Strengthening health information systems through DHIS2

Untimely, incomplete, and inaccurate data are common challenges to effective health information management in many health systems worldwide, especially those that are under-resourced and/or reliant on paper-based information systems.12 Despite the advent of many innovative technologies for improving data reporting and use, including eHealth and mobile-based strategies, it remains a challenge for many countries to harness the potential of these technologies. Over 100 countries have implemented and adapted a web-based Health Management Information System platform called District Health Information Software 2 (DHIS2) to meet their unique needs and support better decision making for health at all levels.34 DHIS2 was developed in 2006 by the Health Systems Information Programme at the University of Oslo, in Norway to improve data collection and use. DHIS2 is a free and open-source health management data platform that provides a comprehensive system for capturing timely, accurate, and complete data at all levels and across different sectors.34567 Its key features include “data warehousing, visualization features, and the possibility for data users and policymakers to generate analyses from live data in real-time.”4 A well-functioning DHIS2 platform hosts myriad health data from multiple sources (both public and private and health and non-health sectors),5 to support interoperable, integrated, and comprehensive information systems. The platform can be customized for a variety of different health information management purposes and integrated into existing in-country health information platforms,5 making it a cost-effective and flexible solution for countries looking to improve the effectiveness of their health information system. 

Bangladesh’s approach: creating an interoperable digital health system using DHIS2

What is information systems use?

Information systems use is the effective utilization of existing information systems (the infrastructure related to Information Systems is addressed in the Information Systems module within Systems - forthcoming) and the data they produce at the facility level to coordinate care, monitor performance, and drive management. Effective information systems use can support a variety of purposes ranging from priority setting to clinical tasks and education.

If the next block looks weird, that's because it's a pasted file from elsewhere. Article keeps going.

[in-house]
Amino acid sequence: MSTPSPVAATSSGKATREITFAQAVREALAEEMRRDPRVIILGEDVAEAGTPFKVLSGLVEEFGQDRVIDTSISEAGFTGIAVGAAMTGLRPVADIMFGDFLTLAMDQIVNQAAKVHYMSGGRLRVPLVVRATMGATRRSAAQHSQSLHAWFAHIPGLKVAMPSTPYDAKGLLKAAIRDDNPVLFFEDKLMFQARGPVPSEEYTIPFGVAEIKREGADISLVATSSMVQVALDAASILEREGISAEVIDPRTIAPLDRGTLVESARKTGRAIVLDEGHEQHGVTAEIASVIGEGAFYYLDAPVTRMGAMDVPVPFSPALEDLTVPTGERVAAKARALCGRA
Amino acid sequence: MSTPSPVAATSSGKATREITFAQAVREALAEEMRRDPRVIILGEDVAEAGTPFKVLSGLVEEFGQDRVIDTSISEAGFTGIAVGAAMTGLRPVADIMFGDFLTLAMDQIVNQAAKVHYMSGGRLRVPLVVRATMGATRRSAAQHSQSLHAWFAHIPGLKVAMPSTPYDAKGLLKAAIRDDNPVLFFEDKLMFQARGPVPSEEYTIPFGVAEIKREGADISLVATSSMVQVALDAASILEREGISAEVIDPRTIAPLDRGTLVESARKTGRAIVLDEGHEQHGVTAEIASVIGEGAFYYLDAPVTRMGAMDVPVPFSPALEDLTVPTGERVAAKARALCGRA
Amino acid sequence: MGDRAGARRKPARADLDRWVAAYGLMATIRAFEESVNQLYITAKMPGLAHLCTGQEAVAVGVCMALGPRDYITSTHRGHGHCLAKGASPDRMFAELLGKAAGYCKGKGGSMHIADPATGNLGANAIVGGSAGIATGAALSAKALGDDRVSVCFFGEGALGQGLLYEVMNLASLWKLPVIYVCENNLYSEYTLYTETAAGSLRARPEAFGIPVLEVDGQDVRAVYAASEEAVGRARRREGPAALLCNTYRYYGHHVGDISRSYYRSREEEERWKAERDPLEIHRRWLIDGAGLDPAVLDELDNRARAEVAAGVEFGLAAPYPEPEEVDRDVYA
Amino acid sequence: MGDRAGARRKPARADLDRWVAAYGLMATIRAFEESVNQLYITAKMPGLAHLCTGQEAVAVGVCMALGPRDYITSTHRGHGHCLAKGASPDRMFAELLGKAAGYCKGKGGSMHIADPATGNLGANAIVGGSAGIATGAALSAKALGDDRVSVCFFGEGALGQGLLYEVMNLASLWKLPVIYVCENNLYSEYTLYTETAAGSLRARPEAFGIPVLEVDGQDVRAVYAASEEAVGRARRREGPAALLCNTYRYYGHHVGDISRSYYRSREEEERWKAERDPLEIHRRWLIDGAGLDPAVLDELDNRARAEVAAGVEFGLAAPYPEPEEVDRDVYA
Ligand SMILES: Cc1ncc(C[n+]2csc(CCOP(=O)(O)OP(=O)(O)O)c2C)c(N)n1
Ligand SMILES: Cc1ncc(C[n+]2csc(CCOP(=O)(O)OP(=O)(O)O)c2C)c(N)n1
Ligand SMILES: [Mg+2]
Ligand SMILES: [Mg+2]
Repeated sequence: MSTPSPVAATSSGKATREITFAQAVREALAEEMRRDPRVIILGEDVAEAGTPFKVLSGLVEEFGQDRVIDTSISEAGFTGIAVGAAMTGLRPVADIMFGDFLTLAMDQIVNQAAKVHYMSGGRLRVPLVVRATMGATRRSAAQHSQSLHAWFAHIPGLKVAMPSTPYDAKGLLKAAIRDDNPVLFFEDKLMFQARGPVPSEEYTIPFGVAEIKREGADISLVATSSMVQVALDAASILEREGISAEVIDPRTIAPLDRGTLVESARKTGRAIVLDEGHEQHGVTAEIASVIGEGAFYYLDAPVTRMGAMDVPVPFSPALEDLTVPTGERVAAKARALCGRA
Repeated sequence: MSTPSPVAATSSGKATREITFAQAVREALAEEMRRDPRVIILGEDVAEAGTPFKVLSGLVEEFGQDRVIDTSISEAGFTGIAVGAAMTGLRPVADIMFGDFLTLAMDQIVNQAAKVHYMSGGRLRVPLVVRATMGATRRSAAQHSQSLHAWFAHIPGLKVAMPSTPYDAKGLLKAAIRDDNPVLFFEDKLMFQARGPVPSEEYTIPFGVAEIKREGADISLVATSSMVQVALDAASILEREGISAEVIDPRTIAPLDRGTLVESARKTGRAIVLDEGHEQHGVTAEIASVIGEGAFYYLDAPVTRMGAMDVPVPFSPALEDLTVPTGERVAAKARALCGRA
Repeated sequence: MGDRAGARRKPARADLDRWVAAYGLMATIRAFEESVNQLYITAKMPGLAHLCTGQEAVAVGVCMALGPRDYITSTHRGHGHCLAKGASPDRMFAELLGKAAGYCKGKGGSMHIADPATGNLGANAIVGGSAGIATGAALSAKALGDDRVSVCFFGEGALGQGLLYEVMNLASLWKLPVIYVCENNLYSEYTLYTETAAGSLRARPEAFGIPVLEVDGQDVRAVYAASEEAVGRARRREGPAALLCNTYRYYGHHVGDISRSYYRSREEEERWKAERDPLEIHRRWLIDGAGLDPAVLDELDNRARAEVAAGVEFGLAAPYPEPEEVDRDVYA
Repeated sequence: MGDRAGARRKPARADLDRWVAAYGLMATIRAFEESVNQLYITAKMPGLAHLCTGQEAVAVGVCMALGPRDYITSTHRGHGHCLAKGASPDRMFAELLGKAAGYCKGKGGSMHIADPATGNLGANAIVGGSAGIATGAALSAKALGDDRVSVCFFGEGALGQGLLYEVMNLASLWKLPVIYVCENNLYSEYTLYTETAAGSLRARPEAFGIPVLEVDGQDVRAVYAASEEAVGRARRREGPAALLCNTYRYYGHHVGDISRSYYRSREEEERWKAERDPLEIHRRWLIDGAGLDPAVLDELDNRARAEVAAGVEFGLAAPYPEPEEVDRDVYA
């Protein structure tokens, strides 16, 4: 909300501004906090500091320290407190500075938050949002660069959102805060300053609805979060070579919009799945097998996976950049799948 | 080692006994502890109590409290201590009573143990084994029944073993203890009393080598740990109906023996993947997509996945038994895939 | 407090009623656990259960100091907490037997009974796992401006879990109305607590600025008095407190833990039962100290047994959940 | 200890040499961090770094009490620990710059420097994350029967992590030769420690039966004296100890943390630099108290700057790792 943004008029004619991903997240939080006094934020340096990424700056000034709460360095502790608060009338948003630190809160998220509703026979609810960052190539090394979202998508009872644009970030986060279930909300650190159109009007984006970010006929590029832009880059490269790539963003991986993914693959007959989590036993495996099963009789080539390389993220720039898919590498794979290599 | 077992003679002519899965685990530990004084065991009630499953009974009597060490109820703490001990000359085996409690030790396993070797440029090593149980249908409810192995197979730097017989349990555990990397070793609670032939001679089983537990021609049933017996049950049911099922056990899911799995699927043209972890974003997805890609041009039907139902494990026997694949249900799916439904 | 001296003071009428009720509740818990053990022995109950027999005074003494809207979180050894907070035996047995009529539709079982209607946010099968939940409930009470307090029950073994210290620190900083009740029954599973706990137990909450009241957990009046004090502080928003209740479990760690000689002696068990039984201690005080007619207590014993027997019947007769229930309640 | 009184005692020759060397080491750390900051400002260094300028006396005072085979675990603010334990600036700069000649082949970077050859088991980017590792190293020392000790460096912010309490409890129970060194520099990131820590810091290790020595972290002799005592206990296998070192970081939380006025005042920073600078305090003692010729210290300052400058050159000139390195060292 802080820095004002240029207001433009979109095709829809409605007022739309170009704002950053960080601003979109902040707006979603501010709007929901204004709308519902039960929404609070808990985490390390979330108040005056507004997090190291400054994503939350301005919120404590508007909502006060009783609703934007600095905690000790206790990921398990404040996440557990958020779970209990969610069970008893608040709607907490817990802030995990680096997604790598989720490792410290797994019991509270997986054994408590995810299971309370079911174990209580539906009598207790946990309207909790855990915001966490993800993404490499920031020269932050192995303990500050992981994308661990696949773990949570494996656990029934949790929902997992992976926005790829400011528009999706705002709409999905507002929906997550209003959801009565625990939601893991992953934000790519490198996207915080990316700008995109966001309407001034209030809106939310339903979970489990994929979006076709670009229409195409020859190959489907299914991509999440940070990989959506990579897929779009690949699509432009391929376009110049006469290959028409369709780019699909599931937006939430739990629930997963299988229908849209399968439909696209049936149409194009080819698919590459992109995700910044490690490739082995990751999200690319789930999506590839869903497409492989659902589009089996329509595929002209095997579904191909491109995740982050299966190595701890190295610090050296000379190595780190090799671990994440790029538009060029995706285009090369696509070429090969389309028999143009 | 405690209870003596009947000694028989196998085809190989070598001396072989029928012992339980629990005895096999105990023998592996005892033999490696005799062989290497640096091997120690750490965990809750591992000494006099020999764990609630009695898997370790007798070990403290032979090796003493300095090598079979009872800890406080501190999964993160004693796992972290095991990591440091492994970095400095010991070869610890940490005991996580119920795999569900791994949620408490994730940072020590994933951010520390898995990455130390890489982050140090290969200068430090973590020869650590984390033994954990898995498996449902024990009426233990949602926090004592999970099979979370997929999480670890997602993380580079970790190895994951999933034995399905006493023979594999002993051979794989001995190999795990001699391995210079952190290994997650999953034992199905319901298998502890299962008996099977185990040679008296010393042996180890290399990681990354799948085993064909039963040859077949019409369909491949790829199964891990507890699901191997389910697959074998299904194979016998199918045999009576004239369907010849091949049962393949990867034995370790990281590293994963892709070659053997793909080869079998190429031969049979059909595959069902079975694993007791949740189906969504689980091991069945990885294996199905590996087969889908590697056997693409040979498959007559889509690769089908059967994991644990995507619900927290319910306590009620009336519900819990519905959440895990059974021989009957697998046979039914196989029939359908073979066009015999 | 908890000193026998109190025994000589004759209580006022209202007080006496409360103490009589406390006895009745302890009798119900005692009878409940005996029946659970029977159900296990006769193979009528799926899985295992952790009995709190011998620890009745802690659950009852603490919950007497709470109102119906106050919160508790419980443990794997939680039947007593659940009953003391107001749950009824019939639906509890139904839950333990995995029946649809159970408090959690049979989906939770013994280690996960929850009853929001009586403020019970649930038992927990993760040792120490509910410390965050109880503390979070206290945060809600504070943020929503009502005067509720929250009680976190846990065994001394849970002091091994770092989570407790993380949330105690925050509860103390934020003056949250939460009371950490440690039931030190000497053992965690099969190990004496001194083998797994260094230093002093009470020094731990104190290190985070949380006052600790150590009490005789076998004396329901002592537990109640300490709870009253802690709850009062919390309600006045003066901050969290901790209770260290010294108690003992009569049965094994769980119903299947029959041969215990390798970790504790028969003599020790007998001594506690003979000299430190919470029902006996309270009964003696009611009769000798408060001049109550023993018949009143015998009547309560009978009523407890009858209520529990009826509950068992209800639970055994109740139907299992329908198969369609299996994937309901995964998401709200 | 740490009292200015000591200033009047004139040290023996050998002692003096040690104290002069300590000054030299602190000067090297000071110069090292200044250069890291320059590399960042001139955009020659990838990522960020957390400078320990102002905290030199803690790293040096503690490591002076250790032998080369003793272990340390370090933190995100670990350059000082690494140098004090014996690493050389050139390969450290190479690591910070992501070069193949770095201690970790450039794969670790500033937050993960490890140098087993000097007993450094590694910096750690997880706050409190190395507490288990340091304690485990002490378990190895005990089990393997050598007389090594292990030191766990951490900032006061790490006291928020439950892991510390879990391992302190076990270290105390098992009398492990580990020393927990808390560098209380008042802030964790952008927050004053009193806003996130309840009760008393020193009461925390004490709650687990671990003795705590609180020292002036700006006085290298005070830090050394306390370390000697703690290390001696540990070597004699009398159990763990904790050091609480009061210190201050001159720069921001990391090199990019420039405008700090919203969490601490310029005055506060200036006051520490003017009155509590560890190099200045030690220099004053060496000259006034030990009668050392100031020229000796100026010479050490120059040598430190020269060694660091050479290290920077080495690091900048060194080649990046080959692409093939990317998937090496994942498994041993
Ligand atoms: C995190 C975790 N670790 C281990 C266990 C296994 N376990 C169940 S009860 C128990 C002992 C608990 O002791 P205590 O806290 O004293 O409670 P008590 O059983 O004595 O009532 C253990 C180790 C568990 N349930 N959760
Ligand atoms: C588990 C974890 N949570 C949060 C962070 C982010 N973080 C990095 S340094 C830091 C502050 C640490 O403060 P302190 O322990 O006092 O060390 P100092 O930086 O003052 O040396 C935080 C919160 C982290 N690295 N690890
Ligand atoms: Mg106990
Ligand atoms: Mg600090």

In recent years, Bangladesh has used DHIS2 to strengthen its health information system as a part of a broader push to transform its healthcare system using digital technologies. In 2009, after transitioning from paper-based to electronic reporting, the Ministry of Health and Family Welfare (MOHFW) introduced DHIS2 as the national health information system as has been using it nationwide since 2011.2 This prompted other vertical programs (i.e. the National Tuberculosis Control Program) to use it for health information management purposes.28 However, not all existing digital health initiatives and data systems were compatible to link with DHIS2, for example, the e-TB Manager remained standalone.28 Fragmented and disjointed health information system initiatives across different health programs (public, private, and NGO) with poor coordination among the different stakeholders led to poor quality of standardized data reporting and use.8 This posed challenges to creating a completely interoperable and integrated health information system for digital health initiatives and data systems in Bangladesh. In 2015, the Systems for Improved Access to Pharmaceuticals and Services (SIAPS) conducted a comprehensive mapping of existing health information system tools to assess their scopes and performances and to identify opportunities to streamline the tools and better coordinate siloed health information system initiatives.2 This scoping included an assessment of the DHIS2 platform’s capacity, robustness, data security, and interoperability. It was determined that the adaptability and security of DHIS2 and its ability to be integrated into existing information systems made it a powerful way forward for strengthening the interoperability of information systems. As a result, it was recommended that Bangladesh continue using DHIS2 for data aggregation, analysis, and reporting and that stronger action be taken to integrate the platform with other data systems, such as the e-TB Manager tool, to improve the integration and coordination of health data for better decision making.2